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Volume xviii, Issue 6 ~ February 11 - February 17, 2010

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Sky Watch

by J. Alex Knoll

Milkier than the Milky Way

How bright can a little dust be?

A thin crescent moon wanes through pre-dawn skies at week’s, but come Sunday it has vanished amid the glare of the sun. Monday evening, just minutes after 5:45 sunset, a thin sliver of the nascent moon appears low in the west before setting at 7:30. Following nights, the moon appears 10 degrees higher in at sunset and remains visible an hour longer.

These moonless winter nights — at least those not obscured by snow-filled clouds — are your best chance to see the zodiacal light in the evening sky. It appears as a dull glowing pyramid, stretching from the horizon where the sun set up to the heavens’ zenith. Perhaps you’ve even seen the zodiacal light, sometimes called false dawn, confusing it for the glow of twilight at dusk or dawn.

However, unlike twilight’s ruddy glow, the zodiacal light is bereft of color. While twilight is caused by the last rays of sunlight interacting with earth’s cloudy atmosphere, the zodiacal light is caused by sunlight striking countless bits of interplanetary dust orbiting the sun. Just as with the planets, what we’re seeing is the reflection of this light.

Completely encircling the sun, this mass of dust travels along the ecliptic just as the moon, the planets and the constellations of the zodiac do. The dust specks range in size from a mere fraction of a millimeter to a few millimeters across. Occasionally we get a better look as a piece collides with our atmosphere, igniting into a meteor.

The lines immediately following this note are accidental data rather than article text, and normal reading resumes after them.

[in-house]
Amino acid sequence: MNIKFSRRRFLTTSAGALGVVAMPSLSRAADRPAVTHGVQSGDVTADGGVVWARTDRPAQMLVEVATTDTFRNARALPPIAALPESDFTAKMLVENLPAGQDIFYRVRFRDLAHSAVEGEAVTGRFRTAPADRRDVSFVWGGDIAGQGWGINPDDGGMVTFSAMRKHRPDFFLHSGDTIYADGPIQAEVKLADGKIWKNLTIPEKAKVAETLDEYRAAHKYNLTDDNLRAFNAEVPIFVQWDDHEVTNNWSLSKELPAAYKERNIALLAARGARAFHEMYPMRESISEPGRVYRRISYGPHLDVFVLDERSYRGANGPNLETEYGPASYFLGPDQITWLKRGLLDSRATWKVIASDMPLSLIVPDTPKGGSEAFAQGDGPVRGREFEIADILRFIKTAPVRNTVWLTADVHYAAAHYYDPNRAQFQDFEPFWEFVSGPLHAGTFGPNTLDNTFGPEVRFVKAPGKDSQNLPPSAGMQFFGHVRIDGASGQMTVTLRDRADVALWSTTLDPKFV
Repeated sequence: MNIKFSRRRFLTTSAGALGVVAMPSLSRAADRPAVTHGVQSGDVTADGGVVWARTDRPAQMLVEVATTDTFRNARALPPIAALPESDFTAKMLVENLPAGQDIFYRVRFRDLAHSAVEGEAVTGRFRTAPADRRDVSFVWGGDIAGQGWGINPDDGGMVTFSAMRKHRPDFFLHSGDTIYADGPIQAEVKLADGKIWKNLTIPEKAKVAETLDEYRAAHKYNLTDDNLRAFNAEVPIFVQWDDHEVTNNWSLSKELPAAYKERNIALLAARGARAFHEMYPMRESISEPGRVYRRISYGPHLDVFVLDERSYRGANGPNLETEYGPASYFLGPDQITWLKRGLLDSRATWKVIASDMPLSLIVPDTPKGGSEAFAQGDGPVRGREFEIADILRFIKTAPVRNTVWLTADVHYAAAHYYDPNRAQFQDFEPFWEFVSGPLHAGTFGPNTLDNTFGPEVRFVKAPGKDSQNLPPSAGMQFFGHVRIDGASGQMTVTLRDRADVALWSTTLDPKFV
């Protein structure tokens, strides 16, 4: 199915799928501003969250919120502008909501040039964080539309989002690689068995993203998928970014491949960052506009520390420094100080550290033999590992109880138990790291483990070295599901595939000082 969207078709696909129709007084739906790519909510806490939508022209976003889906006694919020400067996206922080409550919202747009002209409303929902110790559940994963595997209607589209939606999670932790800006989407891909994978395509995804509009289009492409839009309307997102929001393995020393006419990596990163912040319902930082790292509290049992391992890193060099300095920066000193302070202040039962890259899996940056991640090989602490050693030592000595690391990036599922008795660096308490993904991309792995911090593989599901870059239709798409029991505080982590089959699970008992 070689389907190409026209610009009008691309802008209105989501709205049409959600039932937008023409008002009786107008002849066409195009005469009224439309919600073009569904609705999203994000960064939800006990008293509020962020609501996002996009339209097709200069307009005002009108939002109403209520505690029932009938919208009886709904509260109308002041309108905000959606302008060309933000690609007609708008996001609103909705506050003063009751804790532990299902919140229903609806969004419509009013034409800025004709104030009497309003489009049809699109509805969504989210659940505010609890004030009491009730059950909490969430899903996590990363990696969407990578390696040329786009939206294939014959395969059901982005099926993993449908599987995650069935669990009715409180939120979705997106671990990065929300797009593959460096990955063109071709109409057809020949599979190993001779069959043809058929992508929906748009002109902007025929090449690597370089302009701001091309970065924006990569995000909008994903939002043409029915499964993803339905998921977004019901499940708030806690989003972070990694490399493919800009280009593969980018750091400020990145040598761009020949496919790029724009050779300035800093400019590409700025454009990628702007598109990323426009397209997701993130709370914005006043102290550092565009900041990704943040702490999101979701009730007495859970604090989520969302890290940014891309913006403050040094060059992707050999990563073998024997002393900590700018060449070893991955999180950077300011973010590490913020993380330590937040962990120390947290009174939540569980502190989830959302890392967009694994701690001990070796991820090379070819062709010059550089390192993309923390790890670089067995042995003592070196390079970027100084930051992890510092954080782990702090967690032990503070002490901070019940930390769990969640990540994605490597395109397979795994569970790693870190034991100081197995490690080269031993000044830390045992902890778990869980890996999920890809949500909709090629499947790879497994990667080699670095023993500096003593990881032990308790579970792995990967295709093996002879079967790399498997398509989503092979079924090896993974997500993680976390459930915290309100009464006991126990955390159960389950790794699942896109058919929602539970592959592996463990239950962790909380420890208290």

The zodiacal light appears in the west only after the onset of true astronomical darkness, roughly 90 minutes after sunset hereabouts. If you’re within the glow of a city, you may never attain astronomical darkness. How to tell? If you’ve seen the Milky Way from your viewing spot, you should be OK. Once you see the zodiacal light, you might be surprised at how illuminated it is, appearing even milkier than the Milky Way.

Illustration: © Copyright 1925 M.C. Escher/Cordon Art-Baarn-Holland; Graphics: © Copyright 2010 Pacific Publishers. Reprinted by permission from the Tidelog graphic almanac. Bound copies of the annual Tidelog for Chesapeake Bay are $14.95 ppd. from Pacific Publishers, Box 480, Bolinas, CA 94924. Phone 415-868-2909. Weather affects tides. This information is believed to be reliable but no guarantee of accuracy is made by Bay Weekly or Pacific Publishers. The actual layout of Tidelog differs from that used in Bay Weekly. Tidelog graphics are repositioned to reflect Bay Weekly’s distribution cycle.Tides are based on National Oceanic and Atmospheric Administration and are positioned to coincide with high and low tides of Tidelog.

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